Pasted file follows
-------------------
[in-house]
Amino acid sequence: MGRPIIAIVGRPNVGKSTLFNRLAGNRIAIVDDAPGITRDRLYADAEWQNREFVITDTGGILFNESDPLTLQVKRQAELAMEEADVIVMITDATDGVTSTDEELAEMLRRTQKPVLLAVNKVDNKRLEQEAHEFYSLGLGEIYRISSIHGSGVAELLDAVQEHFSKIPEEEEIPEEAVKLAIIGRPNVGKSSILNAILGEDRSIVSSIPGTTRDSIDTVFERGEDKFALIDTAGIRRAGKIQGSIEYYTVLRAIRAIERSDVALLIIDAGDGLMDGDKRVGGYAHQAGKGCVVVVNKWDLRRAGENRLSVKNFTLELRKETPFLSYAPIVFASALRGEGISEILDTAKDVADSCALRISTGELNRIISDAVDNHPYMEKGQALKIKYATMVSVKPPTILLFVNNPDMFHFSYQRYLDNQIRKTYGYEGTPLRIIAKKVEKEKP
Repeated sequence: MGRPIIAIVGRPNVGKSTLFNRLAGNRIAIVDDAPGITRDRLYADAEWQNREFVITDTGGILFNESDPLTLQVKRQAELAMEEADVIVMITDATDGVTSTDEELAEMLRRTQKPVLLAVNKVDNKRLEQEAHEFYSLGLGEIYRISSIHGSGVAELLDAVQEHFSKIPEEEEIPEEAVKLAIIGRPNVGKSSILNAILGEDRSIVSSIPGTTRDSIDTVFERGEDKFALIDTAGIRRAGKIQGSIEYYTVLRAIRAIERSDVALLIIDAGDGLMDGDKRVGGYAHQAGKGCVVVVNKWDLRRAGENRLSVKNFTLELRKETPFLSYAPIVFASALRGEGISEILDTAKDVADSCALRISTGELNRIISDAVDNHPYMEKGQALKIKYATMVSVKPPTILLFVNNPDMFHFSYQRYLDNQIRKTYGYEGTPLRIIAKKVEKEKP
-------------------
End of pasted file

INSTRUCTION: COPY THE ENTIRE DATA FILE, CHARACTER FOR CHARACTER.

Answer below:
[in-house]
Amino acid sequence: MGRPIIAIVGRPNVGKSTLFNRLAGNRIAIVDDAPGITRDRLYADAEWQNREFVITDTGGILFNESDPLTLQVKRQAELAMEEADVIVMITDATDGVTSTDEELAEMLRRTQKPVLLAVNKVDNKRLEQEAHEFYSLGLGEIYRISSIHGSGVAELLDAVQEHFSKIPEEEEIPEEAVKLAIIGRPNVGKSSILNAILGEDRSIVSSIPGTTRDSIDTVFERGEDKFALIDTAGIRRAGKIQGSIEYYTVLRAIRAIERSDVALLIIDAGDGLMDGDKRVGGYAHQAGKGCVVVVNKWDLRRAGENRLSVKNFTLELRKETPFLSYAPIVFASALRGEGISEILDTAKDVADSCALRISTGELNRIISDAVDNHPYMEKGQALKIKYATMVSVKPPTILLFVNNPDMFHFSYQRYLDNQIRKTYGYEGTPLRIIAKKVEKEKP
Repeated sequence: MGRPIIAIVGRPNVGKSTLFNRLAGNRIAIVDDAPGITRDRLYADAEWQNREFVITDTGGILFNESDPLTLQVKRQAELAMEEADVIVMITDATDGVTSTDEELAEMLRRTQKPVLLAVNKVDNKRLEQEAHEFYSLGLGEIYRISSIHGSGVAELLDAVQEHFSKIPEEEEIPEEAVKLAIIGRPNVGKSSILNAILGEDRSIVSSIPGTTRDSIDTVFERGEDKFALIDTAGIRRAGKIQGSIEYYTVLRAIRAIERSDVALLIIDAGDGLMDGDKRVGGYAHQAGKGCVVVVNKWDLRRAGENRLSVKNFTLELRKETPFLSYAPIVFASALRGEGISEILDTAKDVADSCALRISTGELNRIISDAVDNHPYMEKGQALKIKYATMVSVKPPTILLFVNNPDMFHFSYQRYLDNQIRKTYGYEGTPLRIIAKKVEKEKP